Even before she disappeared over the Pacific Ocean on a round-the-world flight in 1937, aviator Amelia Earhart (1897–1937) was an international celebrity. She was the most famous female pilot of her day, featured on the front page of newspapers across the world and known for her charismatic public appearances and distinctive style, as well as for her extraordinary flying achievements. Earhart’s unmistakable image remains an icon of daring, adventure, and unconventionality. Amelia Earhart: Image and Icon, on view at the International Center of Photography (1133 Avenue of the Americas at 43rd Street) from May 11 through September 9, 2007, includes photographs and media representations of the legendary aviator, examining the essential role that photography
plays in the creation of fame and its subsequent cultural impact.
Earhart managed to stay in the public eye for nearly a decade (from 1928 to 1937), through a combination of record-breaking flights, savvy publicity, and an appealing and photogenic style that was equal parts exceptional and accessible. Fashionable portraits by well-known society photographers such as Edward Steichen aided in the construction of Earhart’s image. But even more influential were the contributions of thousands of anonymous or little-known press photographers. Their innumerable images shaped how the public perceived Earhart herself, and more importantly, the possibilities for women and the relatively new technology of flight.
At a time when aviation remained treacherous and pilots were regarded as heroes, Earhart stood out for her courage and also for her bold advocacy for the rights of women. Her rise to fame coincided with and helped solidify the idea of women’s changing roles, and, in the 1920s and 1930s, she embodied the concept of the “new woman.” Earhart was one of the most photographed women of her day, and her widely reproduced image contributed to the vision of what the modern woman could look like and accomplish.
Tracing the development and consolidation of Earhart’s image through studio portraits, advertisements, newspaper coverage, women’s magazines, and more provides a lens onto the practical applications and the distribution of photographs during a period of revolutionary change in the print media, and demonstrates how Earhart’s image was promoted. Photographs will be drawn from a number of collections, including the George Eastman House; the Metropolitan Museum of Art; the New York Times Photo Archives; the Time Picture Collection; The Schlesinger Library, Radcliffe Institute, Harvard University; and the Collection of the International Center of Photography.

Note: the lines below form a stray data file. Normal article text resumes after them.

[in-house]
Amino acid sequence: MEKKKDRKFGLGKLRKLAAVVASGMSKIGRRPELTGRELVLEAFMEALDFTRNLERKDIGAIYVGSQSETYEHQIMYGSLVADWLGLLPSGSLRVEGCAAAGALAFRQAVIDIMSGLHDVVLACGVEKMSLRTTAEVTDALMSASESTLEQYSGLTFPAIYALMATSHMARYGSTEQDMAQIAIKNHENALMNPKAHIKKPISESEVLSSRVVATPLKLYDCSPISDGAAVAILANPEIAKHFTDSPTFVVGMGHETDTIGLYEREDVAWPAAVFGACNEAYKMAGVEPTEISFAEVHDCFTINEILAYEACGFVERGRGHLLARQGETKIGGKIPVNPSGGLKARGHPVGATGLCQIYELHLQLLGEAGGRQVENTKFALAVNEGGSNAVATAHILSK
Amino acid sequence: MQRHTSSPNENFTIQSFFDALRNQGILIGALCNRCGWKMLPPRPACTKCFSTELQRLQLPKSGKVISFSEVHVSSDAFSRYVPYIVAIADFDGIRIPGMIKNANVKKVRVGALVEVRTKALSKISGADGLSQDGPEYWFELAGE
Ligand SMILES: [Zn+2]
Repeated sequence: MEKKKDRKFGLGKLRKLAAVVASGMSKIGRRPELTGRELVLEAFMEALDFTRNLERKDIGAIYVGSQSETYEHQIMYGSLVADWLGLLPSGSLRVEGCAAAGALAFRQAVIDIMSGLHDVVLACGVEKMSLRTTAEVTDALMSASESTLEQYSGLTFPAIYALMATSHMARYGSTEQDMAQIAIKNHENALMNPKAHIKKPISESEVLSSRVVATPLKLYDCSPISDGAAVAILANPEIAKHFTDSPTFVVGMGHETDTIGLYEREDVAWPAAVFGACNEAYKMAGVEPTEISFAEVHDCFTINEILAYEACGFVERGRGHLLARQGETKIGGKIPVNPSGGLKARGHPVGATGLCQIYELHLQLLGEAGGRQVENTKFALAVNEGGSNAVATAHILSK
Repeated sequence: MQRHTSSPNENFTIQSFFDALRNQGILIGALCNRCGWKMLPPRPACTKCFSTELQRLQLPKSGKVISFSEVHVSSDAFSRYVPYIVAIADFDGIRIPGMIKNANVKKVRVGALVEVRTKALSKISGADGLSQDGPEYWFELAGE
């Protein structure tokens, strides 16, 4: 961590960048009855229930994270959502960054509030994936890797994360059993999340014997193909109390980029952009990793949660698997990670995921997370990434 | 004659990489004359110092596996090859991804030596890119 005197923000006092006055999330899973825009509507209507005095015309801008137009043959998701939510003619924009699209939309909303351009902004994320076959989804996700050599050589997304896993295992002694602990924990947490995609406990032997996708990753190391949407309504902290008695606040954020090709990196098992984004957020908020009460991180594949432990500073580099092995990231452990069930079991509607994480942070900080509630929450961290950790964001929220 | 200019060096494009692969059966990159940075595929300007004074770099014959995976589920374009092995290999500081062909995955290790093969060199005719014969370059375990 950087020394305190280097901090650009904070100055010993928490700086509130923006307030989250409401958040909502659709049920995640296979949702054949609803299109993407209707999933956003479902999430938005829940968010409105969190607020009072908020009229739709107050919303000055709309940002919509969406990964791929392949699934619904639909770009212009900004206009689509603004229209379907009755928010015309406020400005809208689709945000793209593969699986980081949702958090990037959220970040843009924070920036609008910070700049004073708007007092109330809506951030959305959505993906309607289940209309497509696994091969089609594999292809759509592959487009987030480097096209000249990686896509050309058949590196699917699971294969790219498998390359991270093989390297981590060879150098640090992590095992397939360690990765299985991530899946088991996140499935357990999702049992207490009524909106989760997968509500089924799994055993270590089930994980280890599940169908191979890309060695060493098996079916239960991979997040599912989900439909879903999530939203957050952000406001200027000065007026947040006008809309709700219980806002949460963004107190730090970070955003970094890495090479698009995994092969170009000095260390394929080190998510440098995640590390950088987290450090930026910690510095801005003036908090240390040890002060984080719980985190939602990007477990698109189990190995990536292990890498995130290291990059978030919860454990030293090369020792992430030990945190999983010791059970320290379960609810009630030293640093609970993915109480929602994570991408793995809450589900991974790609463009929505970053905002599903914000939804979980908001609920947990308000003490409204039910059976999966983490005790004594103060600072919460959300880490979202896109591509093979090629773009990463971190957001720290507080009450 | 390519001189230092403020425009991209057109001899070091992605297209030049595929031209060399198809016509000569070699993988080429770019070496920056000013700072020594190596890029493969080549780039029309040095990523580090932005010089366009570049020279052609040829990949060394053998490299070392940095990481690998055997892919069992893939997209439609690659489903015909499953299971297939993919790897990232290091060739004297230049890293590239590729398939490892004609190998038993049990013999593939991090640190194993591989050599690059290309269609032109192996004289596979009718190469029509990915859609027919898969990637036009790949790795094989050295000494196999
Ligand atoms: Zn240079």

Background Amelia Earhart catapulted to instant notoriety as the first woman to cross the Atlantic by airplane on June 17, 1928. Though that flight was largely a publicity stunt, it was the exception in a career filled with groundbreaking accomplishments. After a thrilling first plane ride at an airshow in Los Angeles in 1921, Earhart was eager to learn how to fly. She began flying lessons with pioneer female aviator Neta Snook, and was inspired to buy her first plane. Earhart, also determined to pursue “a life of the mind, a life of purpose and action,” enrolled in pre-med classes at Columbia University in New York City and then became a social worker in Boston while honing her flying skills.